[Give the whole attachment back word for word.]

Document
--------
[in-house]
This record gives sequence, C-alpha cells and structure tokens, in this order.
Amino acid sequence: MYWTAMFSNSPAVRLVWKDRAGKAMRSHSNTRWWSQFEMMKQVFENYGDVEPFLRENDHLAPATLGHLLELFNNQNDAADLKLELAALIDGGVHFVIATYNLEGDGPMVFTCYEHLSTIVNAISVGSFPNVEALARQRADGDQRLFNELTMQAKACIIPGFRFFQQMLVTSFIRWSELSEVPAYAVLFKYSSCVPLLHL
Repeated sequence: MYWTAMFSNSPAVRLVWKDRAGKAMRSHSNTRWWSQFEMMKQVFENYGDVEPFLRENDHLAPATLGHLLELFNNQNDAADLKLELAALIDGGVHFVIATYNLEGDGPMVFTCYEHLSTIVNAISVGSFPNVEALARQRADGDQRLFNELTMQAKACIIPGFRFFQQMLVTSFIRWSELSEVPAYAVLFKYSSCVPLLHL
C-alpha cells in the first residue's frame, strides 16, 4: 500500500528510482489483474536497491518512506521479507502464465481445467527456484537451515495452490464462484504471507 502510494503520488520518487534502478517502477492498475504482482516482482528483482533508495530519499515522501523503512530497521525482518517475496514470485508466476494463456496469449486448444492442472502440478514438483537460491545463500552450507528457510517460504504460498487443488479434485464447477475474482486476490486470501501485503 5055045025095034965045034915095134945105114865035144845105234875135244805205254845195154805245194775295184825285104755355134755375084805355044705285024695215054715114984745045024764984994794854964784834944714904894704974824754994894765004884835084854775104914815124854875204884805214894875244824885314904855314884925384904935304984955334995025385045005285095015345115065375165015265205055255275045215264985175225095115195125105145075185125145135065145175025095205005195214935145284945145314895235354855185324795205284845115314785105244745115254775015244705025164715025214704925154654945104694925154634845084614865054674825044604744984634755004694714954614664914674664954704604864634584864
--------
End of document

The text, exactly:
[in-house]
This record gives sequence, C-alpha cells and structure tokens, in this order.
Amino acid sequence: MYWTAMFSNSPAVRLVWKDRAGKAMRSHSNTRWWSQFEMMKQVFENYGDVEPFLRENDHLAPATLGHLLELFNNQNDAADLKLELAALIDGGVHFVIATYNLEGDGPMVFTCYEHLSTIVNAISVGSFPNVEALARQRADGDQRLFNELTMQAKACIIPGFRFFQQMLVTSFIRWSELSEVPAYAVLFKYSSCVPLLHL
Repeated sequence: MYWTAMFSNSPAVRLVWKDRAGKAMRSHSNTRWWSQFEMMKQVFENYGDVEPFLRENDHLAPATLGHLLELFNNQNDAADLKLELAALIDGGVHFVIATYNLEGDGPMVFTCYEHLSTIVNAISVGSFPNVEALARQRADGDQRLFNELTMQAKACIIPGFRFFQQMLVTSFIRWSELSEVPAYAVLFKYSSCVPLLHL
C-alpha cells in the first residue's frame, strides 16, 4: 500500500528510482489483474536497491518512506521479507502464465481445467527456484537451515495452490464462484504471507 502510494503520488520518487534502478517502477492498475504482482516482482528483482533508495530519499515522501523503512530497521525482518517475496514470485508466476494463456496469449486448444492442472502440478514438483537460491545463500552450507528457510517460504504460498487443488479434485464447477475474482486476490486470501501485503 5055045025095034965045034915095134945105114865035144845105234875135244805205254845195154805245194775295184825285104755355134755375084805355044705285024695215054715114984745045024764984994794854964784834944714904894704974824754994894765004884835084854775104914815124854875204884805214894875244824885314904855314884925384904935304984955334995025385045005285095015345115065375165015265205055255275045215264985175225095115195125105145075185125145135065145175025095205005195214935145284945145314895235354855185324795205284845115314785105244745115254775015244705025164715025214704925154654945104694925154634845084614865054674825044604744984634755004694714954614664914674664954704604864634584864